About, or: Much ado

An American sentence:

A poem about absolutely nothing should have very few words.

What’s an ‘American Sentence’?

Allen Ginsberg, inventor of the American Sentence, felt that the haiku didn’t work as well in English. Ginsberg decided to remove the line structure of the haiku, maintaining the requirement of 17 syllables total. He felt that removing the line count freed the American Sentence up for the idiosyncrasies of English phonemes.

The requirements:

  1. Composed in one line;
  2. Syllabic, 17 syllables;
  3. Condensed, written with no unnecessary words or articles;
  4. Complete sentence or sentences;
  5. Includes a turn or enlightenment.

Let’s write poetry together!

When it comes to partnership, some humans can make their lives alone – it’s possible. But creatively, it’s more like painting: you can’t just use the same colours in every painting. It’s just not an option. You can’t take the same photograph every time and live with art forms with no differences.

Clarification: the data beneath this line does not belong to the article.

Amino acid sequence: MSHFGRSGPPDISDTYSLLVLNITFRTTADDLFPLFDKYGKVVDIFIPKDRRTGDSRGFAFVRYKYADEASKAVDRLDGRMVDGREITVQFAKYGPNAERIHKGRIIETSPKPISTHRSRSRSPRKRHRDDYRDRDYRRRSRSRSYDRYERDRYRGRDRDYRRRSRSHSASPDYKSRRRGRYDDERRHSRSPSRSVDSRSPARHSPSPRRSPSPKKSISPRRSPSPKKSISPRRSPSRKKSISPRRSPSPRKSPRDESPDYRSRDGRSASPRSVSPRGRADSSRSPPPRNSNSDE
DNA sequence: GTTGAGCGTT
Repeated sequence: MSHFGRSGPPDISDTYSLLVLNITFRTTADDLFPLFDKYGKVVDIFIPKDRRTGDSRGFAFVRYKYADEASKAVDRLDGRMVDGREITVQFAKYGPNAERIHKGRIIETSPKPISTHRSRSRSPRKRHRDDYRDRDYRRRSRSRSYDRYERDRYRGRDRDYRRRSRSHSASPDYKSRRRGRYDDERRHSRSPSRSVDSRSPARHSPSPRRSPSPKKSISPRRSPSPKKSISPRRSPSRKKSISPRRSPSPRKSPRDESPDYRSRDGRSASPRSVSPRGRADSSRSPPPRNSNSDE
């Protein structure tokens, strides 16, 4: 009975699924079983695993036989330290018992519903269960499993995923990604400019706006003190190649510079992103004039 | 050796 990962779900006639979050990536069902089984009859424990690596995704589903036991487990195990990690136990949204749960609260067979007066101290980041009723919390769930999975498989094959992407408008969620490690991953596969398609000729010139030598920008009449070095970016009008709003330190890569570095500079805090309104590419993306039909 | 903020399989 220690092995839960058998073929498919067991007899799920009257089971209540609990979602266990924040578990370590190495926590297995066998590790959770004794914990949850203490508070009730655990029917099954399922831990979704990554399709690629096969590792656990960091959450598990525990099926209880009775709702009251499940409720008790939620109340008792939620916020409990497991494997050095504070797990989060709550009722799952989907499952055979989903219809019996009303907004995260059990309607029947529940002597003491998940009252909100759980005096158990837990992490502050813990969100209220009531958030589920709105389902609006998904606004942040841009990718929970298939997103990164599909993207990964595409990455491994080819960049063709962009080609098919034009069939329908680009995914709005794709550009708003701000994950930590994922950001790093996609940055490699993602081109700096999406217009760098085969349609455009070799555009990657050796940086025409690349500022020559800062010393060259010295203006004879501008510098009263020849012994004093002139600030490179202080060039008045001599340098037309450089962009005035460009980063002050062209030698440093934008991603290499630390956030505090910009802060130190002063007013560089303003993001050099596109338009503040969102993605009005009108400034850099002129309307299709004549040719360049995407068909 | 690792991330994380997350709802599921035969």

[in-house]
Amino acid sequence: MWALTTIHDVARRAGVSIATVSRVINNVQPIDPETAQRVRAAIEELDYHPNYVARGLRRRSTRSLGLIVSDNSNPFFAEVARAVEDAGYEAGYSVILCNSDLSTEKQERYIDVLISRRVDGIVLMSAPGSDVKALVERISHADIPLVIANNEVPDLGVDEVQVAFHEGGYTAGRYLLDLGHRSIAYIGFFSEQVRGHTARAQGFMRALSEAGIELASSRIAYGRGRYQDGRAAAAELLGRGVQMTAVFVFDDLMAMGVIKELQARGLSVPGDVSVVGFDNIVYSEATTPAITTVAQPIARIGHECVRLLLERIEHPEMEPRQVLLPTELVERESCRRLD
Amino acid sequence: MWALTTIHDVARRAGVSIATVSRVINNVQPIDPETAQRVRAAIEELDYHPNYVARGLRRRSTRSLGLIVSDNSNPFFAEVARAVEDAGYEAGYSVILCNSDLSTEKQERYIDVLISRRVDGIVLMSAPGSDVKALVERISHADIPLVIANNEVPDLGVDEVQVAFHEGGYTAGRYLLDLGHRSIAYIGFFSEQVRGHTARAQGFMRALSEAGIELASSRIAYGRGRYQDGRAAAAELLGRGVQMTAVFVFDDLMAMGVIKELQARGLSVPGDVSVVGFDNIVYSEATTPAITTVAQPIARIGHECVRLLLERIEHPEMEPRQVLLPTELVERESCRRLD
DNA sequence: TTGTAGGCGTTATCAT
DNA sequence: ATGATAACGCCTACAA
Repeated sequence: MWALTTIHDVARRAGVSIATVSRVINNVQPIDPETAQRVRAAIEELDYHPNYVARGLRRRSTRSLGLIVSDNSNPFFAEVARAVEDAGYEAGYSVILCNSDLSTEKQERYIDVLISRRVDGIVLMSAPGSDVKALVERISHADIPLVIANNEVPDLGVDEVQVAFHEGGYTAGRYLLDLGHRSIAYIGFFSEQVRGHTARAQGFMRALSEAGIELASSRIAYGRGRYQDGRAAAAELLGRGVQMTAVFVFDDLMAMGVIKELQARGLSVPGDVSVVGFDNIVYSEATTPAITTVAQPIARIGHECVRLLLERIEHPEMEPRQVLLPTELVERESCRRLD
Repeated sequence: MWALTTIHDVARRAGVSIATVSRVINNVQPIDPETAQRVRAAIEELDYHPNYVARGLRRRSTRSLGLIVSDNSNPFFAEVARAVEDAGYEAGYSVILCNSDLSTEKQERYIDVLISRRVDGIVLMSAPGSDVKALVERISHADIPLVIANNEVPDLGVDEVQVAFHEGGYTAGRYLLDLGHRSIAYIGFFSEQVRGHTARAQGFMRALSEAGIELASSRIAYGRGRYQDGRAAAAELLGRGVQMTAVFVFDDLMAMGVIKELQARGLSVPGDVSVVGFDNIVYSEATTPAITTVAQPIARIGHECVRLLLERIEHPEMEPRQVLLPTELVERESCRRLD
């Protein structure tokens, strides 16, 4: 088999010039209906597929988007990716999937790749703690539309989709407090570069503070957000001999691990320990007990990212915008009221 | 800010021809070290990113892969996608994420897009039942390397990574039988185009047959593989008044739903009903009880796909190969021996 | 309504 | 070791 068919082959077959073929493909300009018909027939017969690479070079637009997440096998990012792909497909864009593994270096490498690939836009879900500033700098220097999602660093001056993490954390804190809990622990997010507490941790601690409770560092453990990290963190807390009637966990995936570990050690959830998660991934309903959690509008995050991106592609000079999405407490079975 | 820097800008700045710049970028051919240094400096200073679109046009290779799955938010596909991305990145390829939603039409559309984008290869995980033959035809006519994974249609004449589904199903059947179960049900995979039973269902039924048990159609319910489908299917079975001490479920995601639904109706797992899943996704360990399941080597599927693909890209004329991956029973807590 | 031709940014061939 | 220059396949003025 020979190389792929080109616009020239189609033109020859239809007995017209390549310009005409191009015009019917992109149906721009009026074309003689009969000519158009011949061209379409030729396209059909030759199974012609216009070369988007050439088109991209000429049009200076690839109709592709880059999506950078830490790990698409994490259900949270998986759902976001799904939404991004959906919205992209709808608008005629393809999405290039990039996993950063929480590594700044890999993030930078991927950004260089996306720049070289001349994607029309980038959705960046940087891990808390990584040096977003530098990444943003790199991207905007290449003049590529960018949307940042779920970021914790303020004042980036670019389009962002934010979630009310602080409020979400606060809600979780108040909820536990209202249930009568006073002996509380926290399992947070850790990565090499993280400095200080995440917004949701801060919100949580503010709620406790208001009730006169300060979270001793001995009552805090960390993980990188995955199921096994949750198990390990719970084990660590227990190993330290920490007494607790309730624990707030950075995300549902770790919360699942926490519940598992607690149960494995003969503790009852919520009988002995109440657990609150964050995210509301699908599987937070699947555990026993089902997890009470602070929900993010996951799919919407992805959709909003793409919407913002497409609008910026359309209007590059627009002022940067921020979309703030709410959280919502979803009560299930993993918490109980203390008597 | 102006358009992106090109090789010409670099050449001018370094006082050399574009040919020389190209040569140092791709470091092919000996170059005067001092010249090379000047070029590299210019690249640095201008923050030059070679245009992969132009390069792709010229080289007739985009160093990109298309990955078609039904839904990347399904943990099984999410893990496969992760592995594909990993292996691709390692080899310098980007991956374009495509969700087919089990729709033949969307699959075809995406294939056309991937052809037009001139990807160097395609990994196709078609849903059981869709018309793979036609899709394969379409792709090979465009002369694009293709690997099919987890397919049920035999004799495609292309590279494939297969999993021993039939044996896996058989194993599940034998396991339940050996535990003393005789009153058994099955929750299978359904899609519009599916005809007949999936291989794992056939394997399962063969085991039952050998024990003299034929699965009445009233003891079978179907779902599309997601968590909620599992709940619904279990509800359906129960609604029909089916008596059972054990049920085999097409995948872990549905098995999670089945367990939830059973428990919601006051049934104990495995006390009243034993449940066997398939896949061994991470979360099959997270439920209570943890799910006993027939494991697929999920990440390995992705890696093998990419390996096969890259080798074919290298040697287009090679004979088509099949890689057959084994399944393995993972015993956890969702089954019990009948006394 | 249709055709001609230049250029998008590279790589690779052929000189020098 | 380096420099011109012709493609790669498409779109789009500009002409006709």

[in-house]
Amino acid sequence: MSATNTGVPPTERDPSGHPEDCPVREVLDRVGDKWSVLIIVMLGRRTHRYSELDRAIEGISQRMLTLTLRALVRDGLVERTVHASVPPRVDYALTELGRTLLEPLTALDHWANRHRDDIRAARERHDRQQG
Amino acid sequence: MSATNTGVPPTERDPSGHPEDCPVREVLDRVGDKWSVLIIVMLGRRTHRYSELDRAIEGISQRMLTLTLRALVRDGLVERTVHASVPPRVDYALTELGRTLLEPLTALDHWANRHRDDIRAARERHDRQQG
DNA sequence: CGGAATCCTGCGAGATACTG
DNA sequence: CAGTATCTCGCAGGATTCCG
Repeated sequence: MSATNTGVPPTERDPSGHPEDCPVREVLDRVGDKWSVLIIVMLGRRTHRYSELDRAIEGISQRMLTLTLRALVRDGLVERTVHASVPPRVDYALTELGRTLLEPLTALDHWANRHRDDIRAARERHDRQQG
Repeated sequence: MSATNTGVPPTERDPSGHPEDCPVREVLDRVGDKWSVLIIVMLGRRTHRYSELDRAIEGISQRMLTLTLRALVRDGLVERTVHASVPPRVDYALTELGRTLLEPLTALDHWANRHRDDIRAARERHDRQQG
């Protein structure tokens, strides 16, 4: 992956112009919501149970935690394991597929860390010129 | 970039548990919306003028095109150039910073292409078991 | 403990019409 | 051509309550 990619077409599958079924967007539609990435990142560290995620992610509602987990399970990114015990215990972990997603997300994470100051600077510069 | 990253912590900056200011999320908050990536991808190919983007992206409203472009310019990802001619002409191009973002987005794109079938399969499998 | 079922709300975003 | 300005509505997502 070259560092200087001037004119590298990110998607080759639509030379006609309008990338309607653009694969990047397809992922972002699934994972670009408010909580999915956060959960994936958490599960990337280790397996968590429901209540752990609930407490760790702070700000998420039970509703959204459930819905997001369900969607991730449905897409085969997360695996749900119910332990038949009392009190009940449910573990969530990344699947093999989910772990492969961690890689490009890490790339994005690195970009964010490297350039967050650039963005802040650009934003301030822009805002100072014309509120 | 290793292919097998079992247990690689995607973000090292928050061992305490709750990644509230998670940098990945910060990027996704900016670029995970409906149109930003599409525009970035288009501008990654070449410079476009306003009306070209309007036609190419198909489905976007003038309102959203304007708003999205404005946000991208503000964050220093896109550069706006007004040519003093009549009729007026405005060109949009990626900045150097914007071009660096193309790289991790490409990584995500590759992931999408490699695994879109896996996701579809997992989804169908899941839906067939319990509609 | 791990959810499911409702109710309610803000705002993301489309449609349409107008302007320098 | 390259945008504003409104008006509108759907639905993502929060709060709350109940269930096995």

Ben Harper (b. 1969)

Would you like to create poetry with me and have a completed poem of yours featured here at the Skeptic’s Kaddish? I am very excited to have launched the ‘Poetry Partners’ initiative and am looking forward to meeting and creating with you… Check it out!

28 thoughts on “About, or: Much ado”

    1. 💗 Ron 💗 – that is SO true! A comment that is both wise, sad, and funny!


      P.S. how have you been? Thanks for sending me the photos from your trip abroad!

  1. This reminded me of their quote
    “I have made this letter longer than usual, only because I have not had the time to make it shorter”
    Blaise Pascal

      1. It’s 5am in the afternoon in Israel and Washington.
        It is a funny quote. Especially after seeing some 1000 word responses to a yes/no question.

          1. Not sure how to post this, but here’s another one! (From the Christopher Robin film).

        1. Random question: is something wrong with your ‘space bar’? Sometimes your comments seem to be missing spaces, which makes them hard (for me) to read, which is why I’m asking.


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